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Columbia Missourian

Biden makes stop in Springfield

By CHRIS BLANK/The Associated Press
October 10, 2008 | 2:24 p.m. CDT

SPRINGFIELD — Vice presidential candidate Joe Biden asserted Friday that Republican John McCain's campaign is trying to distract voters from the nation's financial woes by attacking Democrat Barack Obama.

"Every single false charge, every single baseless accusation is an attempt to stop you from paying attention to what is affecting your daily lives, to what is happening at your kitchen table," Biden said at a campaign rally in Springfield, a traditional Republican stronghold.


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McCain's campaign launched a TV ad Friday that raises questions about Obama's ties to an anti-Vietnam war radical. The ad states: "When convenient, he worked with terrorist Bill Ayers. When discovered, he lied."

The ad follows up on McCain's criticisms of Obama while speaking at a town hall forum in Wisconsin. McCain said Thursday that Obama hasn't been transparent in explaining links to Ayers. GOP vice presidential candidate Sarah Palin has been even more blunt. She has accused Obama of "palling around with terrorists."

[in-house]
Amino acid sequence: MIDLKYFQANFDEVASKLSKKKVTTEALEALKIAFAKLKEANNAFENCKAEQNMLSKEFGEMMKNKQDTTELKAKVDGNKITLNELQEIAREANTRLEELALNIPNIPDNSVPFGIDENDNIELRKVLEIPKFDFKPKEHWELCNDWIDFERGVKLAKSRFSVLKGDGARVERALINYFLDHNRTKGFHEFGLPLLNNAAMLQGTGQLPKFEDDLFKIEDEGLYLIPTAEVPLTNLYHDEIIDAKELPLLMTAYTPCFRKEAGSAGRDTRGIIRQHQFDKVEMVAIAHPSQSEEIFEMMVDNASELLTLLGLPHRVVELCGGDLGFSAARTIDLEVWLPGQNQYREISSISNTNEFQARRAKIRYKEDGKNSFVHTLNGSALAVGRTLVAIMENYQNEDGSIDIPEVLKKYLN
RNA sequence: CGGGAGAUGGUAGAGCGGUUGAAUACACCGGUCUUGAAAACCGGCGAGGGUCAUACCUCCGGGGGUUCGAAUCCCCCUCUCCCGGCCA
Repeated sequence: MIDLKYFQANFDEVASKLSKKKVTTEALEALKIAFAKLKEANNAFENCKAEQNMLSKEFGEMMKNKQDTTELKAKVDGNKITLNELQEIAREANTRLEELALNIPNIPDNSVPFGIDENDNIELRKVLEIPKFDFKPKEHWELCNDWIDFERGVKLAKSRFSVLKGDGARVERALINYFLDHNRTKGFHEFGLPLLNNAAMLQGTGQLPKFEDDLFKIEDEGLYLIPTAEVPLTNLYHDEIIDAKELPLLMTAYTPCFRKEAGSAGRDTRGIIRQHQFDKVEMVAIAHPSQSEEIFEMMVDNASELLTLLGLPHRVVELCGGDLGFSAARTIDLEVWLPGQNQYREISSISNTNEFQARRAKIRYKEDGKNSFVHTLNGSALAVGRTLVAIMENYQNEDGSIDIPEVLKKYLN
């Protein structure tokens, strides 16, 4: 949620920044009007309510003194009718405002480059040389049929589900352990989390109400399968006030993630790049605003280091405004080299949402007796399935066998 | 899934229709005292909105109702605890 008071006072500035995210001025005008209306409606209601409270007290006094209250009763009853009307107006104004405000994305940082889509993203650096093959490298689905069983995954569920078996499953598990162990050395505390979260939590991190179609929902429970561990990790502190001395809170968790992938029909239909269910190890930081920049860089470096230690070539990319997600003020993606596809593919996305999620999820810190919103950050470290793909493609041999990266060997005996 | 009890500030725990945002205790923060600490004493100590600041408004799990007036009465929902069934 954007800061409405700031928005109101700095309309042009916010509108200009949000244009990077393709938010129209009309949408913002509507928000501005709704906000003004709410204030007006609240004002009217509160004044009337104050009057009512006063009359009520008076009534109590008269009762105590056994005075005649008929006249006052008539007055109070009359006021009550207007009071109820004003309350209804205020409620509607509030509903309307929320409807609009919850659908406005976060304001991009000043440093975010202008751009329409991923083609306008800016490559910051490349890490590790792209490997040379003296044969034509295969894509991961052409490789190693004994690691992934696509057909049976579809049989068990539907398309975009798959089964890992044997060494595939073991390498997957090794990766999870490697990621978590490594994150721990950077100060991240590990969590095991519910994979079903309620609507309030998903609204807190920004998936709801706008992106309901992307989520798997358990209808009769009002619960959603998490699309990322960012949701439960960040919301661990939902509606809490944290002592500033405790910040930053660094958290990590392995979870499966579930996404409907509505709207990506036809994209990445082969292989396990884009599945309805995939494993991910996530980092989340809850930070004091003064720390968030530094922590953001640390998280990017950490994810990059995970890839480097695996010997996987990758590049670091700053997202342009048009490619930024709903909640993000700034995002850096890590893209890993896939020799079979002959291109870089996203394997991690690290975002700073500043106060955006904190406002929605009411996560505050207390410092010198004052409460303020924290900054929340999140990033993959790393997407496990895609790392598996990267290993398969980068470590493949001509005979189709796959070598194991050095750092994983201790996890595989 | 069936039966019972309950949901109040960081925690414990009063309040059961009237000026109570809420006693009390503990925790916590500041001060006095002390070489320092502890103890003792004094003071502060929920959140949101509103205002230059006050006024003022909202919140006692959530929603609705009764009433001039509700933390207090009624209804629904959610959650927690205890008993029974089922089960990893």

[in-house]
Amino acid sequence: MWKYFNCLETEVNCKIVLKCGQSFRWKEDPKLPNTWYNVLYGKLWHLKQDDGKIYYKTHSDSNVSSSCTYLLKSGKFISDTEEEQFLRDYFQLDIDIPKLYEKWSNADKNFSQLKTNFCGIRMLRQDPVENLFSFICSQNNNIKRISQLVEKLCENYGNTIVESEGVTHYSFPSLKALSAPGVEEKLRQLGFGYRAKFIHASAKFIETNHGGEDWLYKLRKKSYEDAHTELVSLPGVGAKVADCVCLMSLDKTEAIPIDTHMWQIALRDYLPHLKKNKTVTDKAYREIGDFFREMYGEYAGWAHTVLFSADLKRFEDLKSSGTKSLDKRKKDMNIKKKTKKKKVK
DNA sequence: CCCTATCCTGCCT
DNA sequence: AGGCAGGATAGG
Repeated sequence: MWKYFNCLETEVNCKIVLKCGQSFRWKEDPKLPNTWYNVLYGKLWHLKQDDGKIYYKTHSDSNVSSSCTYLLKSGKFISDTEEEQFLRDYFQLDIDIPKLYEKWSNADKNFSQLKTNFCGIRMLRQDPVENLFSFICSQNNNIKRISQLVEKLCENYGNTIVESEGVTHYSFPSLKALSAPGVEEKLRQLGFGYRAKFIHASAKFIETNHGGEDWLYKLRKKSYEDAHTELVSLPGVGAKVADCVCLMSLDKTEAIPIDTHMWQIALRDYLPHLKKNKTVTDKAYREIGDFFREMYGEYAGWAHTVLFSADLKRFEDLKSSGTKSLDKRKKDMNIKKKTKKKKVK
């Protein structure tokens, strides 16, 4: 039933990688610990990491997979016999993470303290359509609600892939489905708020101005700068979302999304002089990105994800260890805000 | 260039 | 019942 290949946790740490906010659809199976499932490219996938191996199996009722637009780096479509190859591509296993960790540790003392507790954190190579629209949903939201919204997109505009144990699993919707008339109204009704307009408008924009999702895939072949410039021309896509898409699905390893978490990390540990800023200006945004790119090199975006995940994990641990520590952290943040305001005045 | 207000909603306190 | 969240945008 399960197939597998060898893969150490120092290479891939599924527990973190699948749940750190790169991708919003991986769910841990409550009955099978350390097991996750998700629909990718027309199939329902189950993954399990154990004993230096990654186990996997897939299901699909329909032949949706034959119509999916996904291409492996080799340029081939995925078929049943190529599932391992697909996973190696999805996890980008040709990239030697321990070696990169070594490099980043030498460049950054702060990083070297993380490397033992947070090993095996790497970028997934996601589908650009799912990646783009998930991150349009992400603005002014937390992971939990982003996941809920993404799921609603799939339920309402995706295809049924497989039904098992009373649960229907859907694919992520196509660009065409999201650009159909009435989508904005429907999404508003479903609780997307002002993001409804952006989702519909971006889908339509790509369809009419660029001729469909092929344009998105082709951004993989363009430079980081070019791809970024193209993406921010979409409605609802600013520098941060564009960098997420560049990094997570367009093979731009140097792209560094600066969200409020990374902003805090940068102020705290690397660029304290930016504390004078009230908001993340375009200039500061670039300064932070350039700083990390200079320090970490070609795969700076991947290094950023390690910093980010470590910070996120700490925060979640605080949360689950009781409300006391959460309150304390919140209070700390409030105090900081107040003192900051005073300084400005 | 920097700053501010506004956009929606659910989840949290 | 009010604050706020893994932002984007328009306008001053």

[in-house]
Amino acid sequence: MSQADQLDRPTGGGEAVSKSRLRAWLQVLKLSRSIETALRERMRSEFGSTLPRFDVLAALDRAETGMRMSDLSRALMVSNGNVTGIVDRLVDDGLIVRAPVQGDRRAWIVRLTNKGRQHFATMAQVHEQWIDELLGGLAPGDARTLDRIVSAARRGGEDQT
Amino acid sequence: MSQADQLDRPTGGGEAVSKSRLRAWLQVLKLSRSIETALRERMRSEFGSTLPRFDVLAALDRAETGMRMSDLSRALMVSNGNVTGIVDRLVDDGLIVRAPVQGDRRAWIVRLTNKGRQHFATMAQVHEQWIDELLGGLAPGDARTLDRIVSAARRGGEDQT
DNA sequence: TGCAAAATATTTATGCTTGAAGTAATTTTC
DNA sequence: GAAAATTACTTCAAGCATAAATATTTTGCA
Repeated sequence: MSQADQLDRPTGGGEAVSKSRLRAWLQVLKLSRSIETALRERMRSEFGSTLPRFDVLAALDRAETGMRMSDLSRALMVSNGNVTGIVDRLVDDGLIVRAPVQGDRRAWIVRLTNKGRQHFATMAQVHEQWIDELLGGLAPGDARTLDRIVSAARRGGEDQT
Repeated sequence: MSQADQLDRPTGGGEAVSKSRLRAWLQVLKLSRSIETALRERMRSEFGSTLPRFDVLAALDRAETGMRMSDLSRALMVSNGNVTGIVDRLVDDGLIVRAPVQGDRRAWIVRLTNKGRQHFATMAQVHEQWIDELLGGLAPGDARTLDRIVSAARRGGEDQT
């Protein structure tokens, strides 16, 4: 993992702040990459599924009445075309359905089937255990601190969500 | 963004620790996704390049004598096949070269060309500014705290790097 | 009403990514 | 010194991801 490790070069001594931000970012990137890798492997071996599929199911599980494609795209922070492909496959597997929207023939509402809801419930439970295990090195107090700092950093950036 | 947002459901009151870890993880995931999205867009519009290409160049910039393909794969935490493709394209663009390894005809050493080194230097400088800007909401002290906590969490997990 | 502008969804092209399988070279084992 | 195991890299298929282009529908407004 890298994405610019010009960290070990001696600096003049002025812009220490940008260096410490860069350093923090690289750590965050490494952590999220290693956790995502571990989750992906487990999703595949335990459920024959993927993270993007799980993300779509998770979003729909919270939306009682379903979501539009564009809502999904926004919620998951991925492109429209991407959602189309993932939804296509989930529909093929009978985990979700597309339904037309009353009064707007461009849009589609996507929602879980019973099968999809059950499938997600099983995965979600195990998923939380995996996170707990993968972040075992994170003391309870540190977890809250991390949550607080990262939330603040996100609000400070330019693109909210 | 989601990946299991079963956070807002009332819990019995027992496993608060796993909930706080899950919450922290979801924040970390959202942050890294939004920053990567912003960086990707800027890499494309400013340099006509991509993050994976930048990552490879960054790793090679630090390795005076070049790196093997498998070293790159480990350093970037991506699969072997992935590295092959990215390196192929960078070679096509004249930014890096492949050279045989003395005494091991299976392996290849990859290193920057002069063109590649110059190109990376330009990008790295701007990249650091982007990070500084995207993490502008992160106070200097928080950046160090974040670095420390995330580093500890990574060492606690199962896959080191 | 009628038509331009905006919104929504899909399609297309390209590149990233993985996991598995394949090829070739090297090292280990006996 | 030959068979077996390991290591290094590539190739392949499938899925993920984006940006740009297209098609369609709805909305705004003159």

Ayers is a Chicago college professor who helped found the violent Weather Underground in 1969. The group is blamed for bombing government buildings in the early 1970s.

Obama and Ayers live in the same Chicago neighborhood and worked together on two nonprofit organization boards from the mid-1990s to 2002. Ayers also hosted a meet-the-candidate event for Obama in 1995, when he first ran for the Illinois state Senate.

Biden on Friday never specifically mentioned Ayers or the new ad. But he said McCain is trying to avoid dealing with the nation's financial woes and is instead trying to "take the lowest road to the highest office in America."

A McCain campaign spokeswoman did not immediately return a call seeking comment.

Biden urged voters to force the presidential campaign to focus on the economy, health care and other issues that directly affect their lives.

Recent polls show McCain and Obama are running about even in Missouri, which has voted for the presidential winner in all but one election over the last century.

The nation's financial problems have been felt in Missouri, where the unemployment rate is at its highest mark in 17 years. Many of those lost jobs have been in the manufacturing sector.

While Biden spoke in Missouri, the stock market continued a weeklong slide. By midafternoon, all the major indexes were down more than 5 percent.

Biden spoke on a sunny but windy day from a temporary stage erected in a city park near a minor league baseball stadium. The speech ended Biden's two-day swing through four Missouri cities located in counties that supported President Bush in 2004. Springfield is the home of GOP Gov. Matt Blunt, and the southwest corner of the state has historically been Republican territory.